Dead birds test positive for West Nile Virus

Guelph Residents are being urged to take precautions

September 02, 2010 - Guelph, Ontario - Wellington Dufferin Guelph Public Health - With West Nile Virus detected for the first time in these areas this summer, local residents are being urged to take precautions against the disease.

A dead blue jay found in Guelph tested positive for the virus. The positive result means some mosquitoes in the area carry West Nile Virus.

"There has been an increase over last year in West Nile Virus activity reported in Southern Ontario," says Fatih Sekercioglu, WDG Public Health's West Nile Virus program coordinator. "Testing dead birds is just one way we monitor and control West Nile Virus in our community. We regularly trap and test mosquito pools and larvicide standing water and catch basins in high risk areas. But we depend on the community to be diligent in dumping and draining standing water to reduce the mosquito population."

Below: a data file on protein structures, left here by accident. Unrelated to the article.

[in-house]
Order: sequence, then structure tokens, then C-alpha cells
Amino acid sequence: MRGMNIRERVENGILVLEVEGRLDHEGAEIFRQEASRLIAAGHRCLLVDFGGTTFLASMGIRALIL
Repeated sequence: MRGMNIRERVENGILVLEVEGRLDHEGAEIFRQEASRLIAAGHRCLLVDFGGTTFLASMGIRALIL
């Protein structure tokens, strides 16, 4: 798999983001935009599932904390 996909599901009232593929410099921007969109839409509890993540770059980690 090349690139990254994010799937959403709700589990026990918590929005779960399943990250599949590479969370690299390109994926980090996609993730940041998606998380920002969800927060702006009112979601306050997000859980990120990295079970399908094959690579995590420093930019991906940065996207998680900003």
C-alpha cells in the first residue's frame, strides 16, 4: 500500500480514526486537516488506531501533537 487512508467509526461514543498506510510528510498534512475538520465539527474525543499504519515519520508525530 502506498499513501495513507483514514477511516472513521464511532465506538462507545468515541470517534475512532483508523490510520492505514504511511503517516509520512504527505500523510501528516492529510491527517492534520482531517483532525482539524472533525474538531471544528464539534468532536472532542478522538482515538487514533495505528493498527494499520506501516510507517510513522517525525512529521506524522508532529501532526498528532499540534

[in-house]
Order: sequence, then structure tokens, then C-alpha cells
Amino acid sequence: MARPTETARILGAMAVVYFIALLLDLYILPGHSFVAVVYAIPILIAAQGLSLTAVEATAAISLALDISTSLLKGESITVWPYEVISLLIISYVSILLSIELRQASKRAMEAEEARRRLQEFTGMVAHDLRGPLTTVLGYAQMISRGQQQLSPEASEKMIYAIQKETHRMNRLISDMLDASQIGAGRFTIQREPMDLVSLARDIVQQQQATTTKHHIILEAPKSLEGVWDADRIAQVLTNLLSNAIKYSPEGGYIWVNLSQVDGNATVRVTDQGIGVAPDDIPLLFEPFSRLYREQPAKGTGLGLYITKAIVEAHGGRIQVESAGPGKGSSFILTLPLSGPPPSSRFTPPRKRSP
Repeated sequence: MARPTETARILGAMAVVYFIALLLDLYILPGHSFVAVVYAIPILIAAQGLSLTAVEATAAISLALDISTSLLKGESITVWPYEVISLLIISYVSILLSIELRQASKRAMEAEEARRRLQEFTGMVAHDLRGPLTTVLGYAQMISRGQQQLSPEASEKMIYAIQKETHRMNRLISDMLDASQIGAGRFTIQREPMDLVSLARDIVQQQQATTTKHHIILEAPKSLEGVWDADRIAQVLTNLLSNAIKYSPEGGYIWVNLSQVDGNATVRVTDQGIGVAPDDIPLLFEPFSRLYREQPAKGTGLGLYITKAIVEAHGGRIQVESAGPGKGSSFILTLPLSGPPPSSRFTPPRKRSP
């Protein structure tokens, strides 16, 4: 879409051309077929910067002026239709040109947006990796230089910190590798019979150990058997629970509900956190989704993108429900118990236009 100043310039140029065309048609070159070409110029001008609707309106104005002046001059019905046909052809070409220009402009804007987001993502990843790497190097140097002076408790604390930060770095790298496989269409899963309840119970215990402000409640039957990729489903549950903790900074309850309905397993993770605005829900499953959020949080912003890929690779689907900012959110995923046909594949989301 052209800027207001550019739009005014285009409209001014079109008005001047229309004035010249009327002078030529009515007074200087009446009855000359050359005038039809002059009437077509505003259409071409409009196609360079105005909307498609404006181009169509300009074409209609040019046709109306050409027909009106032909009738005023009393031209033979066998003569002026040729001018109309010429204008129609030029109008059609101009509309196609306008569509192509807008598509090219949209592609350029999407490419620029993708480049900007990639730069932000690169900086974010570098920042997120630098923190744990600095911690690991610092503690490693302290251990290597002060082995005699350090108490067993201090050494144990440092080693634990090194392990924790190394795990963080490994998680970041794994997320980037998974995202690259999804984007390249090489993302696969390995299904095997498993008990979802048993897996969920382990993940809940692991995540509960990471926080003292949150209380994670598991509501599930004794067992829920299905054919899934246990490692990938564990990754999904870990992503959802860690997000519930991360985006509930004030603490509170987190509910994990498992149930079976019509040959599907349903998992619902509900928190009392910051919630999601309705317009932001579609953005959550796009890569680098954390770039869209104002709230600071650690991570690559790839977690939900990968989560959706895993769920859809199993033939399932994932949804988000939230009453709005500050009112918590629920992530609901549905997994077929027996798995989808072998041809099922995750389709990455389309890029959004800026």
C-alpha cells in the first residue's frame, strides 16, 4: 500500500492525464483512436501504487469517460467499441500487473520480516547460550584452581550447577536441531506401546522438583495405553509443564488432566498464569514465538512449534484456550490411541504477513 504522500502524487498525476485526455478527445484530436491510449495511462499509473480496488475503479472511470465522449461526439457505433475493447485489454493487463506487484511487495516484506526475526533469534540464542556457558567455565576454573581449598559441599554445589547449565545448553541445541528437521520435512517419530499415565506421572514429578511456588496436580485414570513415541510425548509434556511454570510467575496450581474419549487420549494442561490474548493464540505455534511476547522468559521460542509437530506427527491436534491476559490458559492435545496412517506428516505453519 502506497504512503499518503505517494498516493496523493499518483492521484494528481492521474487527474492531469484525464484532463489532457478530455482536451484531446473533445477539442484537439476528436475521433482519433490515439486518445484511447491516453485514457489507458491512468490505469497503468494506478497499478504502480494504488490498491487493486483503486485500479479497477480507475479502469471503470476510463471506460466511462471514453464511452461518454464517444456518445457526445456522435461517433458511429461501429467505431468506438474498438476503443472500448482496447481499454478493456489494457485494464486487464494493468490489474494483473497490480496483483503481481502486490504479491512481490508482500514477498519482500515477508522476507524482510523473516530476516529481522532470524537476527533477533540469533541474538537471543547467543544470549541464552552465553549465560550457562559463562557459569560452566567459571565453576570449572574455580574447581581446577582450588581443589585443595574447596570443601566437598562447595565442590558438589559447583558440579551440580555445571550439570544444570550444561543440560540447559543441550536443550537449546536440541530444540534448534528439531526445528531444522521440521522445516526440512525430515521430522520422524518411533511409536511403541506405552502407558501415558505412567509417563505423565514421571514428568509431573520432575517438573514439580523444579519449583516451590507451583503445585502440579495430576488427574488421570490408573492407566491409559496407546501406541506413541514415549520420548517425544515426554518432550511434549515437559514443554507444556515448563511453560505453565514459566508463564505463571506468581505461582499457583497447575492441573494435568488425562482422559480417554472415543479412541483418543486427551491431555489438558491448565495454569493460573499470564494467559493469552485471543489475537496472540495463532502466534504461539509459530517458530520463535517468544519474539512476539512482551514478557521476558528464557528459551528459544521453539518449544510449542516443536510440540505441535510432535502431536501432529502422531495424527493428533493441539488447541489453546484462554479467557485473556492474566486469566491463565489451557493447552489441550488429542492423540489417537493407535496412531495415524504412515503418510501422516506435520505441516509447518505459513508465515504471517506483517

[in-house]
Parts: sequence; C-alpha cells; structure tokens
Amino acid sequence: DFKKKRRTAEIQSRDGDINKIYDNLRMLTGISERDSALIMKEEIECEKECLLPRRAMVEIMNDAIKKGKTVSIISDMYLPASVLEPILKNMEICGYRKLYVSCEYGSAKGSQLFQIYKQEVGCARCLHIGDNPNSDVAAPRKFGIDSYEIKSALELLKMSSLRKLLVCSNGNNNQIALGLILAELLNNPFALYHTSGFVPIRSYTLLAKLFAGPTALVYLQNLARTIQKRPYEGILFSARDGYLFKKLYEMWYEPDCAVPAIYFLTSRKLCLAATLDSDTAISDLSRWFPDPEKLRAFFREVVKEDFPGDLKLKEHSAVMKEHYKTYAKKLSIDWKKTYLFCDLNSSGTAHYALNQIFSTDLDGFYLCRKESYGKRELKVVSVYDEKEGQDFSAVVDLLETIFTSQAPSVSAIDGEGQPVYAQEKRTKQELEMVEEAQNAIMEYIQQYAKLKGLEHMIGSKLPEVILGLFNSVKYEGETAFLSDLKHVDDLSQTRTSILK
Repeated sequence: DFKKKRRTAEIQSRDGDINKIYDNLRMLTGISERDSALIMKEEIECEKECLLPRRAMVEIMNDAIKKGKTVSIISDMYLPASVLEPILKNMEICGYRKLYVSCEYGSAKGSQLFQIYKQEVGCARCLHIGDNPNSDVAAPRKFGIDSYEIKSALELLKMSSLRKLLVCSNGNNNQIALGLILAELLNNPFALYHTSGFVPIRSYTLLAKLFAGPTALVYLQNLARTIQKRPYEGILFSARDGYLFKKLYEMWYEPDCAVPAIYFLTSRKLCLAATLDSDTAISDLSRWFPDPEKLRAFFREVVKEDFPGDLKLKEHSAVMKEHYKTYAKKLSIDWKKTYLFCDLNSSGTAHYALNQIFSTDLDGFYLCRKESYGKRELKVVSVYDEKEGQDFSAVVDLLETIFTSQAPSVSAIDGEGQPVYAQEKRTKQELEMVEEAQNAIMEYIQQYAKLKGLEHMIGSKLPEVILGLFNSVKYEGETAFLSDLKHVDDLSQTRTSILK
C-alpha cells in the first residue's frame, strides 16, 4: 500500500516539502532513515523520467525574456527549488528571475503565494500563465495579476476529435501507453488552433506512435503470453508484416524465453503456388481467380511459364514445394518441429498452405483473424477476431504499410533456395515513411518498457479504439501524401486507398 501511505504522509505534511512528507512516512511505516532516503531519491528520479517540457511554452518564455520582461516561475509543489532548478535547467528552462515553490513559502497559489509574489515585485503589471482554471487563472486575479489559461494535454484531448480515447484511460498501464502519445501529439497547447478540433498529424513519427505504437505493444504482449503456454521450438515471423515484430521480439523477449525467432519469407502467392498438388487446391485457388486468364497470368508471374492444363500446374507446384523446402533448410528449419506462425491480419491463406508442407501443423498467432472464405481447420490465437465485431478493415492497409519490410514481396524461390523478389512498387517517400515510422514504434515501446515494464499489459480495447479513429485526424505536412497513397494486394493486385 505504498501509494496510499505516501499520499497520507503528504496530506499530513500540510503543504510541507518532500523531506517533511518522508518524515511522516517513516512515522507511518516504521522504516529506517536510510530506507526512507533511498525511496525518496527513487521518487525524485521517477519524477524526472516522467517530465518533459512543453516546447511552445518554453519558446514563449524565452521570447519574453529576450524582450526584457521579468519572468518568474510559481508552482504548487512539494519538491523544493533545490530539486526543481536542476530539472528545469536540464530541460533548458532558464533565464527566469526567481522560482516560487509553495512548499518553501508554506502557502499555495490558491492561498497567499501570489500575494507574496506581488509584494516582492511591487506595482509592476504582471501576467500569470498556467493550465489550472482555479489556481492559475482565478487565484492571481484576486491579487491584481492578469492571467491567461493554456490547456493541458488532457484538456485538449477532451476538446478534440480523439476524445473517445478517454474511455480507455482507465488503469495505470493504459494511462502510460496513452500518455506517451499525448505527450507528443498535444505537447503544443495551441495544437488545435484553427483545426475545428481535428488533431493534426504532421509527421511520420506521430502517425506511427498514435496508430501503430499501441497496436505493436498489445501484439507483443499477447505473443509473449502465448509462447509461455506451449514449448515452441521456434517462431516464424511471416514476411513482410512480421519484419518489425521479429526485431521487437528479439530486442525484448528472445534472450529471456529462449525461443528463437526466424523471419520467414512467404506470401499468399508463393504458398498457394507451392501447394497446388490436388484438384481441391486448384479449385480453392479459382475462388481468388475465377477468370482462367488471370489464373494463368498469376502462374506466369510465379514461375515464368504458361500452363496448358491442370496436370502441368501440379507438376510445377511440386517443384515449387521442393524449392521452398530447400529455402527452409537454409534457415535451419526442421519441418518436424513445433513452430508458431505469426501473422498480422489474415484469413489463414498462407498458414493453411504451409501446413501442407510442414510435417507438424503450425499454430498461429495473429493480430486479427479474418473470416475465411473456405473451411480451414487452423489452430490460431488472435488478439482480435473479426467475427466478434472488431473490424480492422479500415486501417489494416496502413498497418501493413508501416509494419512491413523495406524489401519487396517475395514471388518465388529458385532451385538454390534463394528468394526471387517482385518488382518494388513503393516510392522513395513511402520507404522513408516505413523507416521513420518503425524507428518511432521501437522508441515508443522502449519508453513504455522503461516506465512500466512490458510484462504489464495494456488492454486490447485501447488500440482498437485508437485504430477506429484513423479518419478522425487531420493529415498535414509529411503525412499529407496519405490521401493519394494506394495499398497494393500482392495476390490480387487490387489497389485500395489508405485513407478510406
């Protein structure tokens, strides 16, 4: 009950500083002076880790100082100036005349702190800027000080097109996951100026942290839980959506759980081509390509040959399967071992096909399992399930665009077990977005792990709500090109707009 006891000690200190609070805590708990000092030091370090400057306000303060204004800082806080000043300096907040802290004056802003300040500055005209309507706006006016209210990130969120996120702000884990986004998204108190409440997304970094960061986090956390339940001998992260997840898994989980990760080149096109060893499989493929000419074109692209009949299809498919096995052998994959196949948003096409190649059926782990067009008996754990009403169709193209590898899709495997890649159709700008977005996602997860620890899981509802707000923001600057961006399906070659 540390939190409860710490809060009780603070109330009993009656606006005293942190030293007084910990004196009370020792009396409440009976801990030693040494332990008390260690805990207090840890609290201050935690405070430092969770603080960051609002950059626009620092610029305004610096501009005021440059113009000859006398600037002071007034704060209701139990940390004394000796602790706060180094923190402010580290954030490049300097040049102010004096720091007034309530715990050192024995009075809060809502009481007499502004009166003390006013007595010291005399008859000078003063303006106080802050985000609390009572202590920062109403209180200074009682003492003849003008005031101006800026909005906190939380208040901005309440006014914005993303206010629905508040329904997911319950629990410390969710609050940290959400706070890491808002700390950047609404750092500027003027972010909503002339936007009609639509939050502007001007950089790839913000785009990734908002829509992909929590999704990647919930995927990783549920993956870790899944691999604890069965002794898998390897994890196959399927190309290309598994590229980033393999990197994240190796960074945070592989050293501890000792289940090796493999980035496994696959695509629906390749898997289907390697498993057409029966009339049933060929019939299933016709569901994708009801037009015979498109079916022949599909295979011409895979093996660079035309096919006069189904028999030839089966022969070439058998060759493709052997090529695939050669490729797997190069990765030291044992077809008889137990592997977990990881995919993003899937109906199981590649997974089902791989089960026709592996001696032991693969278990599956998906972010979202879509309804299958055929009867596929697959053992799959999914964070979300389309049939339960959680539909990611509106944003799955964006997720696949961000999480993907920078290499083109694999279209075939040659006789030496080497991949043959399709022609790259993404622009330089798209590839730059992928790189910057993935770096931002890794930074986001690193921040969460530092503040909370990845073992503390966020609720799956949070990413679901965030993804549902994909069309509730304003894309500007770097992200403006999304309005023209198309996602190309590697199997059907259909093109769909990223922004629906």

West Nile Virus is spread by mosquitoes that have fed on an infected bird. The disease can sicken people, horses, many types of birds and other animals. It is not spread from birds to other animals or people.

Recommended Actions:

To reduce the risk of West Nile Virus, local residents are encouraged to:

•Cover up when outside by wearing light-coloured clothing such as long-sleeved shirts, jackets, long pants, hats and socks, especially between dusk and dawn when mosquitoes are most active.

•Applying federally-registered insect repellent on exposed skin (such as products containing DEET) is also recommended to limit exposure to mosquitoes.

•Clean up standing water around their properties that mosquitoes need to lay their eggs. Cleaning up dense shrubbery where mosquitoes can rest is recommended as well.

•People are also advised to make sure homes are ‘bug tight’ by ensuring windows and door screens fit tight and do not have holes.